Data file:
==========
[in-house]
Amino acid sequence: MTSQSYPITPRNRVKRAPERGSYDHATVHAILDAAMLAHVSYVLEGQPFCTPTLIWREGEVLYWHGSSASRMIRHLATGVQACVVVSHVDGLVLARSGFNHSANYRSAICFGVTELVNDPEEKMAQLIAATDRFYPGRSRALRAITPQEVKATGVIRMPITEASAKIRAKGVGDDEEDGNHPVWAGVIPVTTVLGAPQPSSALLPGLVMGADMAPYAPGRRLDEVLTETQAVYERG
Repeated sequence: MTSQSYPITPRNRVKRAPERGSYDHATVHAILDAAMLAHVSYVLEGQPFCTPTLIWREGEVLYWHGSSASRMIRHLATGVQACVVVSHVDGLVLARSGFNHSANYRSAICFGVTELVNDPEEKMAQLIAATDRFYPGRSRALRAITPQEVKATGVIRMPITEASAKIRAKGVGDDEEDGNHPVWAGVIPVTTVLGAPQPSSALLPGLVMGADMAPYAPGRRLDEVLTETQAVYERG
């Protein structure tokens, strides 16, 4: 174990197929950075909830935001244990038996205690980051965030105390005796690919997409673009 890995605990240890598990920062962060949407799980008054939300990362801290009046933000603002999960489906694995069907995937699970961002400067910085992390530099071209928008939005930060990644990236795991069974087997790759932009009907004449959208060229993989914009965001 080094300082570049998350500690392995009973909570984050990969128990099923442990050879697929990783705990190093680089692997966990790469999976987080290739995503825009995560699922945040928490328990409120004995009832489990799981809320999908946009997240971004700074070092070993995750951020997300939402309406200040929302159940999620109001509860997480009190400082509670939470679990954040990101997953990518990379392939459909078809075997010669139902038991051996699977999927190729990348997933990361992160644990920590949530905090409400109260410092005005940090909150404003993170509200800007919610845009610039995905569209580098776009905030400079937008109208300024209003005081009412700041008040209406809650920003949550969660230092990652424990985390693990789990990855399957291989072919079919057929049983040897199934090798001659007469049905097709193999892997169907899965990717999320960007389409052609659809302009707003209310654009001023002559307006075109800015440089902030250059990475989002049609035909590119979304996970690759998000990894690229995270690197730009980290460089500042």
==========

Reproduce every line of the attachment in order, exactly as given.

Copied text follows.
[in-house]
Amino acid sequence: MTSQSYPITPRNRVKRAPERGSYDHATVHAILDAAMLAHVSYVLEGQPFCTPTLIWREGEVLYWHGSSASRMIRHLATGVQACVVVSHVDGLVLARSGFNHSANYRSAICFGVTELVNDPEEKMAQLIAATDRFYPGRSRALRAITPQEVKATGVIRMPITEASAKIRAKGVGDDEEDGNHPVWAGVIPVTTVLGAPQPSSALLPGLVMGADMAPYAPGRRLDEVLTETQAVYERG
Repeated sequence: MTSQSYPITPRNRVKRAPERGSYDHATVHAILDAAMLAHVSYVLEGQPFCTPTLIWREGEVLYWHGSSASRMIRHLATGVQACVVVSHVDGLVLARSGFNHSANYRSAICFGVTELVNDPEEKMAQLIAATDRFYPGRSRALRAITPQEVKATGVIRMPITEASAKIRAKGVGDDEEDGNHPVWAGVIPVTTVLGAPQPSSALLPGLVMGADMAPYAPGRRLDEVLTETQAVYERG
């Protein structure tokens, strides 16, 4: 174990197929950075909830935001244990038996205690980051965030105390005796690919997409673009 890995605990240890598990920062962060949407799980008054939300990362801290009046933000603002999960489906694995069907995937699970961002400067910085992390530099071209928008939005930060990644990236795991069974087997790759932009009907004449959208060229993989914009965001 080094300082570049998350500690392995009973909570984050990969128990099923442990050879697929990783705990190093680089692997966990790469999976987080290739995503825009995560699922945040928490328990409120004995009832489990799981809320999908946009997240971004700074070092070993995750951020997300939402309406200040929302159940999620109001509860997480009190400082509670939470679990954040990101997953990518990379392939459909078809075997010669139902038991051996699977999927190729990348997933990361992160644990920590949530905090409400109260410092005005940090909150404003993170509200800007919610845009610039995905569209580098776009905030400079937008109208300024209003005081009412700041008040209406809650920003949550969660230092990652424990985390693990789990990855399957291989072919079919057929049983040897199934090798001659007469049905097709193999892997169907899965990717999320960007389409052609659809302009707003209310654009001023002559307006075109800015440089902030250059990475989002049609035909590119979304996970690759998000990894690229995270690197730009980290460089500042």